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Black Caribs, Indigeneity, and Resistance in 18th Century St. Vincent

Monday, September 30, 2019
2:30pm – 4:00pm

Storrs Campus
UCHI Conference Room

Tacuma Peters (Ph.D., U.C. Berkeley) is a recipient of the 2019 Woodrow Wilson Foundation Career Enhancement Fellowship and Assistant Professor in Political Theory and Constitutional Democracy at James Madison College and in the Department of Philosophy at Michigan State University.

“"Black Caribs, Indigeneity, and Resistance in Eighteenth Century St. Vincent” examines the “Carib Wars” of the mid- to late-eighteenth century. It interprets the political thought and practices that led to Carib resistance to British claims to land and sovereignty in the wake of the Seven Years’ War. Through an examination of the limited writings of Black Carib leaders, the strategies utilized to resist British colonialism, the history of European interpretations of Carib polities, and the extant historiography on the two conflicts, Peters argues that St. Vincent after the Seven Years’ War provides a key site of inquiry into the processes of racialization and land dispossession that characterize settler colonialism. Peters concludes by addressing the problems that incomplete and colonial archives pose to historians of political thought and by meditating on the relationship of Carib anti-colonialism to the concepts and practices of marronage and confederacy.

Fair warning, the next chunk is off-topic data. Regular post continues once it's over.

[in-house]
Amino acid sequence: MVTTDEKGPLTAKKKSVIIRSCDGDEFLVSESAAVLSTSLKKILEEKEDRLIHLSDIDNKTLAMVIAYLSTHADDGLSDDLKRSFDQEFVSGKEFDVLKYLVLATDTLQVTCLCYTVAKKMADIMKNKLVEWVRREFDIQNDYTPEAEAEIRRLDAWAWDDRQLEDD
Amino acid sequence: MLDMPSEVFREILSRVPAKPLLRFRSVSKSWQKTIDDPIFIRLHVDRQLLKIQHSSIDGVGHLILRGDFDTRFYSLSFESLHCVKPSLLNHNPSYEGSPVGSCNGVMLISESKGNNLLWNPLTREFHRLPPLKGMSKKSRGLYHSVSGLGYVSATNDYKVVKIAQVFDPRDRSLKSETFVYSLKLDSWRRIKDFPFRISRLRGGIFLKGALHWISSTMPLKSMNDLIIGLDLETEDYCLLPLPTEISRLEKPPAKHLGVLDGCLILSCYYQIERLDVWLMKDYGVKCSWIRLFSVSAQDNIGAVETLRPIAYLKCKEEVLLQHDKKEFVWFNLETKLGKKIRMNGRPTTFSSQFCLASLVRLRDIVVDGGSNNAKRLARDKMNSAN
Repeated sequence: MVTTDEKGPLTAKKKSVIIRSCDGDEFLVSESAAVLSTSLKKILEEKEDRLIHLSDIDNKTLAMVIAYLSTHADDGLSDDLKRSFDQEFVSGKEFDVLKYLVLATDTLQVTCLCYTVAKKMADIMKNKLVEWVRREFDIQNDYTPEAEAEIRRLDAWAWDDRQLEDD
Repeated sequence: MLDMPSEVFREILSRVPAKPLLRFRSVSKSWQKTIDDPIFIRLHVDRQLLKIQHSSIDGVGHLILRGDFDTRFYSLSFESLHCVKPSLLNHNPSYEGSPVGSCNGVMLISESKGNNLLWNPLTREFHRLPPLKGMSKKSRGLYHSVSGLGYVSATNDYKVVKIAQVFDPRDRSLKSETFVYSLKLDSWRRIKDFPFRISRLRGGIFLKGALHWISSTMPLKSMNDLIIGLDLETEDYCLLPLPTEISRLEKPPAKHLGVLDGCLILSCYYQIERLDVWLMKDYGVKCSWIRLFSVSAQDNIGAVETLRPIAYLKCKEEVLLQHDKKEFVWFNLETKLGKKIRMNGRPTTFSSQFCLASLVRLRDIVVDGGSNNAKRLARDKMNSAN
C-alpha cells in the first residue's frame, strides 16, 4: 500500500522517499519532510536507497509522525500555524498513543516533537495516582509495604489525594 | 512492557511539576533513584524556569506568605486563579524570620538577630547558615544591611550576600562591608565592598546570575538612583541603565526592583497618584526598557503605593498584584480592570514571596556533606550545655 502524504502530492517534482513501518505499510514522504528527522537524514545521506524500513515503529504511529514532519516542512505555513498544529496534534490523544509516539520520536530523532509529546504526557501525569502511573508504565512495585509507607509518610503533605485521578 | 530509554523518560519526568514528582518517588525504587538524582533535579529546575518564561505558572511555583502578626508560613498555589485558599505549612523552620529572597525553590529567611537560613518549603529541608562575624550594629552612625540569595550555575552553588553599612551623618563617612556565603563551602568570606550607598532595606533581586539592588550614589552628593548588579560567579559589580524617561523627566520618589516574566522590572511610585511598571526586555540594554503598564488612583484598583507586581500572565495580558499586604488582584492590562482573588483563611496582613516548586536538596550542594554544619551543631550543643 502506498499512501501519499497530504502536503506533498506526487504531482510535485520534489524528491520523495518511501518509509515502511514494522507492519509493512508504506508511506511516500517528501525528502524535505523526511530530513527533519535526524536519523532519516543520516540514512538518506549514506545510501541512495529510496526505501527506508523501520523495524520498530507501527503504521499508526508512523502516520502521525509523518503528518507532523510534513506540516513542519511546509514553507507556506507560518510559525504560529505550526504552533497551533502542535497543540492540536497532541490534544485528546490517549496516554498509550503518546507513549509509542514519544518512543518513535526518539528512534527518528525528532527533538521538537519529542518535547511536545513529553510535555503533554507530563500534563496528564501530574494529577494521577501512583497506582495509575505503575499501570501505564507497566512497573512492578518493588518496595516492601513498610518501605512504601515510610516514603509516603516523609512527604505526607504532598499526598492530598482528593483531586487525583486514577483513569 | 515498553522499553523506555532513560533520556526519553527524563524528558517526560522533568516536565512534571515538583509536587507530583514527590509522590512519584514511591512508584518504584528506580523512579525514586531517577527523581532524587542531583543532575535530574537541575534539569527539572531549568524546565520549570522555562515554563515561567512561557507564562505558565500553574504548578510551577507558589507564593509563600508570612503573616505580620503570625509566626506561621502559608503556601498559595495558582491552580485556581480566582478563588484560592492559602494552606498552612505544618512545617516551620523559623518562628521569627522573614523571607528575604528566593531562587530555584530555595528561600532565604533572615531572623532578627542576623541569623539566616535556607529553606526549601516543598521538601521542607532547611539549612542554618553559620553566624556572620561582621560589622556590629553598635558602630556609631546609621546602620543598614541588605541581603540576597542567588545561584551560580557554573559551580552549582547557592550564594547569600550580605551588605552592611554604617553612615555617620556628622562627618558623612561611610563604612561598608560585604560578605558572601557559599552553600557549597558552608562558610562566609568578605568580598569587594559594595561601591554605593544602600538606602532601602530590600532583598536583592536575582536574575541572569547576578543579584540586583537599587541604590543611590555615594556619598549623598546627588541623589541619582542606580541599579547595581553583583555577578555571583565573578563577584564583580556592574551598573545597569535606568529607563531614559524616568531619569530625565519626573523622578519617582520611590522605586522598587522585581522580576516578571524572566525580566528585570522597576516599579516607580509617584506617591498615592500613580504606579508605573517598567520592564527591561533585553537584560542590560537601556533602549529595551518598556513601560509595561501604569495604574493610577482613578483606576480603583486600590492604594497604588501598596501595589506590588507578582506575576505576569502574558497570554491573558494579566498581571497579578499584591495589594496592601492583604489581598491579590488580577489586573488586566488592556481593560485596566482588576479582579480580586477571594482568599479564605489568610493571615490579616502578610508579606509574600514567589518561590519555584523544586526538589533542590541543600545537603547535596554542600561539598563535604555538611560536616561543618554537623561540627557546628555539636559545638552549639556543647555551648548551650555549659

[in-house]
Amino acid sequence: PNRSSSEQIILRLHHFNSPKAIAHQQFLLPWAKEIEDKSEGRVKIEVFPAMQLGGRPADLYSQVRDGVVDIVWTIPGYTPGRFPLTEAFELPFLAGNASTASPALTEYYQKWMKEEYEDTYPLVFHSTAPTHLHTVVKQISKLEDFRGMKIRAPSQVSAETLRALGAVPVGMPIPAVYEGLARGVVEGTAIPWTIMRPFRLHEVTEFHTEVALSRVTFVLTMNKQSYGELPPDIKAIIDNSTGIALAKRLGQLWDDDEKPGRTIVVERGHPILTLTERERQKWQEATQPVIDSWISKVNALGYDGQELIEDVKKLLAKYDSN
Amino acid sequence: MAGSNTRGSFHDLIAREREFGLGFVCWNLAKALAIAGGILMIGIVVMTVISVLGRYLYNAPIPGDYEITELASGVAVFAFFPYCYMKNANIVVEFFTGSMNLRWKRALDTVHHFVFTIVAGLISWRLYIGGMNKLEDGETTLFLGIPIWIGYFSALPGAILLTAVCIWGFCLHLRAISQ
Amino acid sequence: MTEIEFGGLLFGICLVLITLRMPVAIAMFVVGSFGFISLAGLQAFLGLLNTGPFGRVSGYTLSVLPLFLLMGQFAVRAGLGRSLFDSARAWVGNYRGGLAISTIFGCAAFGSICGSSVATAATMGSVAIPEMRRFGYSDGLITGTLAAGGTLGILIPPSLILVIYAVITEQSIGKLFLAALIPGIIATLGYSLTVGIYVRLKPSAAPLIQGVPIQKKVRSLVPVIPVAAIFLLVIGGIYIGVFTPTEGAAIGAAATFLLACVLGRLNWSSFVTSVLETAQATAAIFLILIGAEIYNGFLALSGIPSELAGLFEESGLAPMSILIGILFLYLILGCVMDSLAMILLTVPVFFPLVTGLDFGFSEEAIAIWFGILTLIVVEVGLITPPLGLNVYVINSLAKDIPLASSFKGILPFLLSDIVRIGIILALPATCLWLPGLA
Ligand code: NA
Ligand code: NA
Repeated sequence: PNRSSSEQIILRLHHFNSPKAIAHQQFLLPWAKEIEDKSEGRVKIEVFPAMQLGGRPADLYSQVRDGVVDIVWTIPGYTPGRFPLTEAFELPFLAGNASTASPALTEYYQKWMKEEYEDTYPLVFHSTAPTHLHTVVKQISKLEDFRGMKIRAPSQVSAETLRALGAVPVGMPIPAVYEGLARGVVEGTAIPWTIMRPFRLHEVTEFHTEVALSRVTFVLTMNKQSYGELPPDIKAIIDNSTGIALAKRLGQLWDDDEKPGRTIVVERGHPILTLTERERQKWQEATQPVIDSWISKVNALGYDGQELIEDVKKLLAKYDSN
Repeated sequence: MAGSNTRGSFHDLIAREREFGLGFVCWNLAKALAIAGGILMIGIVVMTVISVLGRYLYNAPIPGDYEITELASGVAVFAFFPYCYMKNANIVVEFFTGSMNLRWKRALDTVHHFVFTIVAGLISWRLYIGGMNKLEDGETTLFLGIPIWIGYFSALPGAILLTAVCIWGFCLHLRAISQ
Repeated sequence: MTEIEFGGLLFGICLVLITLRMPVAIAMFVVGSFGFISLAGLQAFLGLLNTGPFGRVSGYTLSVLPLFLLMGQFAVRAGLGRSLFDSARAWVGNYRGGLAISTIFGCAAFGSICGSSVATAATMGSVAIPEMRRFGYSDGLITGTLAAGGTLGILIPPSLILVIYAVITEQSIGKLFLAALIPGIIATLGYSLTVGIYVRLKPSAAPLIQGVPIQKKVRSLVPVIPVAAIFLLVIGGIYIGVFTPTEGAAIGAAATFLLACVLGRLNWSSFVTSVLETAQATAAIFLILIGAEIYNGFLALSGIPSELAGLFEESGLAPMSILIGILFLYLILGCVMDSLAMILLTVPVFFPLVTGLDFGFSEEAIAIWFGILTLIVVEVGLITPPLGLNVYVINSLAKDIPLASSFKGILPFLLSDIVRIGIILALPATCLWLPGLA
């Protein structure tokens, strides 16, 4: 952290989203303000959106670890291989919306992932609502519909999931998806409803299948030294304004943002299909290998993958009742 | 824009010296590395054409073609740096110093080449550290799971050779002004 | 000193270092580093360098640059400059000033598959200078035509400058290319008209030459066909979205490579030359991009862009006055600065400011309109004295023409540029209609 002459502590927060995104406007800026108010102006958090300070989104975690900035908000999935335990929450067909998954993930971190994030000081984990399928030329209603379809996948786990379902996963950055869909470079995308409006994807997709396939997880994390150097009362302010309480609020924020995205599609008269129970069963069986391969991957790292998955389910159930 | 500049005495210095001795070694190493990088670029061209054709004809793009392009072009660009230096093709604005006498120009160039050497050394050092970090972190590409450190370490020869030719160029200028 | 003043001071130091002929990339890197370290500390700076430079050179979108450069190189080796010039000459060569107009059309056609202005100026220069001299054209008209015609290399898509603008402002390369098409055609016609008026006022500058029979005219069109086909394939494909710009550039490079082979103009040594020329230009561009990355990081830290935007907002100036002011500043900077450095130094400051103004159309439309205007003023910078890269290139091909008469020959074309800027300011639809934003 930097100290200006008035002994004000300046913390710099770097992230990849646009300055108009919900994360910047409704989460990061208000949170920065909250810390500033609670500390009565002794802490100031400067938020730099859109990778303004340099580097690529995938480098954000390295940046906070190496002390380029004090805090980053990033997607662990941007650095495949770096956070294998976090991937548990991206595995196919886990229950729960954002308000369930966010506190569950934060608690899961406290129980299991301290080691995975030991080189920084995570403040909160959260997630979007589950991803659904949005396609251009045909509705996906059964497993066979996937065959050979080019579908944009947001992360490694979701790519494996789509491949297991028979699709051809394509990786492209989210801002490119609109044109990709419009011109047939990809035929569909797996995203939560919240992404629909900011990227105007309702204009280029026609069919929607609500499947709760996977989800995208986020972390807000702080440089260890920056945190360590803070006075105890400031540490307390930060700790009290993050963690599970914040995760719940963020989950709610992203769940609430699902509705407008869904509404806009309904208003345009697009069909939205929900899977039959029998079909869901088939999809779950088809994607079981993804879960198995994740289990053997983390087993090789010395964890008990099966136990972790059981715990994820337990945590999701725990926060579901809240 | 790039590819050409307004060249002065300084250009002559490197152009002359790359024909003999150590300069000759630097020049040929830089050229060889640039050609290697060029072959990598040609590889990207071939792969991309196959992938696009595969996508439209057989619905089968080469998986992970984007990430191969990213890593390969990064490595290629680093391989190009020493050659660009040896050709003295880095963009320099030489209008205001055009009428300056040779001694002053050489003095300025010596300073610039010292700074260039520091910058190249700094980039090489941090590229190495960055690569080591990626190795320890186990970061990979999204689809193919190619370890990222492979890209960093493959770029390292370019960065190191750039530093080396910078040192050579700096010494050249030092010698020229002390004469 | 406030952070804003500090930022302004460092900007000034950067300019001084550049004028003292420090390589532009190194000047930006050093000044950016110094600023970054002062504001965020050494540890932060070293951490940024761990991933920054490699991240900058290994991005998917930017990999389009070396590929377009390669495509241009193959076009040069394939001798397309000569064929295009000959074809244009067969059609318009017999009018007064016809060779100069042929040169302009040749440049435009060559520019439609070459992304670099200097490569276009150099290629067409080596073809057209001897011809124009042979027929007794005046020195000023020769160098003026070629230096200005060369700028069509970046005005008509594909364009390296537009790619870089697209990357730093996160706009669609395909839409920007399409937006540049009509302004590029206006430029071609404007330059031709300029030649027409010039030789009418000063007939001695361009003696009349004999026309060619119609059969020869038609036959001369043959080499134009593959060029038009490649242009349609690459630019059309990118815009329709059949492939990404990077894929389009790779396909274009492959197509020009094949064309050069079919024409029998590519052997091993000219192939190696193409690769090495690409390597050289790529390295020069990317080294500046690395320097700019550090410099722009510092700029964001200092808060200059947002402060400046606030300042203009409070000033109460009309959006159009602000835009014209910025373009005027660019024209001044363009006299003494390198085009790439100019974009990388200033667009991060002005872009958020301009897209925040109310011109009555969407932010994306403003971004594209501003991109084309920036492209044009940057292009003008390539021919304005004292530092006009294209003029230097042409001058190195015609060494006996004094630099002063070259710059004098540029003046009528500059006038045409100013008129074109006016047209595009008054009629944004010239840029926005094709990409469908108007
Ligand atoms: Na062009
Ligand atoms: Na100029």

Darian Spearman, PhD Candidate in Philosophy, will serve as discussant.

Co-sponsored by the Political Theory Workshop and the REP Graduate Certificate Program

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Prof. Jane Gordon (

Political Science (primary), College of Liberal Arts and Sciences, el Instituto, History Department, UConn Master Calendar

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